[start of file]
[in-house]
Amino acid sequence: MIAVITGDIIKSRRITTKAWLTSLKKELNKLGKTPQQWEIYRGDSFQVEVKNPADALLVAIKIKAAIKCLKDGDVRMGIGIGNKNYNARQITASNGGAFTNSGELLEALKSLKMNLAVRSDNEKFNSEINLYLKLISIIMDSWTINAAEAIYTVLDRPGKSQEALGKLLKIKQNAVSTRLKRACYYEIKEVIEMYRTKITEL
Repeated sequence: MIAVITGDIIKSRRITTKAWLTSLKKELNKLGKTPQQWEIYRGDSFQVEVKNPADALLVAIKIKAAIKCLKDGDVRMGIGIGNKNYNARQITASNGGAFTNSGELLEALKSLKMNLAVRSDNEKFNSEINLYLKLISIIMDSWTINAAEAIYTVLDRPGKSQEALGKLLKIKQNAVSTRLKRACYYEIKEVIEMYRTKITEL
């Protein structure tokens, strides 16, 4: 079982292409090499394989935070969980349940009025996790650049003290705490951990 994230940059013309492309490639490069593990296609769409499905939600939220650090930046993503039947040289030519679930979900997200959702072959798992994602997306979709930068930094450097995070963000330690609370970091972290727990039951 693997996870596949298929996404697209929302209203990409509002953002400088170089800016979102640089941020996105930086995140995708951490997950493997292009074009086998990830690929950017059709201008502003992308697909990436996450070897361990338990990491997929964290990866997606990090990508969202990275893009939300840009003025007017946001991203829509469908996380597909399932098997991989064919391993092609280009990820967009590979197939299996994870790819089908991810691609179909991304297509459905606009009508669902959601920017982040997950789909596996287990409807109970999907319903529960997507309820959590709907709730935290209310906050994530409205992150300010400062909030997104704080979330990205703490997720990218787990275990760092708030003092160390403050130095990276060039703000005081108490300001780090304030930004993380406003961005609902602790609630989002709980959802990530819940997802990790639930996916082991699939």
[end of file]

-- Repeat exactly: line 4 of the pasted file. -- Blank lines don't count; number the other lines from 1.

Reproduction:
């Protein structure tokens, strides 16, 4: 079982292409090499394989935070969980349940009025996790650049003290705490951990 994230940059013309492309490639490069593990296609769409499905939600939220650090930046993503039947040289030519679930979900997200959702072959798992994602997306979709930068930094450097995070963000330690609370970091972290727990039951 693997996870596949298929996404697209929302209203990409509002953002400088170089800016979102640089941020996105930086995140995708951490997950493997292009074009086998990830690929950017059709201008502003992308697909990436996450070897361990338990990491997929964290990866997606990090990508969202990275893009939300840009003025007017946001991203829509469908996380597909399932098997991989064919391993092609280009990820967009590979197939299996994870790819089908991810691609179909991304297509459905606009009508669902959601920017982040997950789909596996287990409807109970999907319903529960997507309820959590709907709730935290209310906050994530409205992150300010400062909030997104704080979330990205703490997720990218787990275990760092708030003092160390403050130095990276060039703000005081108490300001780090304030930004993380406003961005609902602790609630989002709980959802990530819940997802990790639930996916082991699939």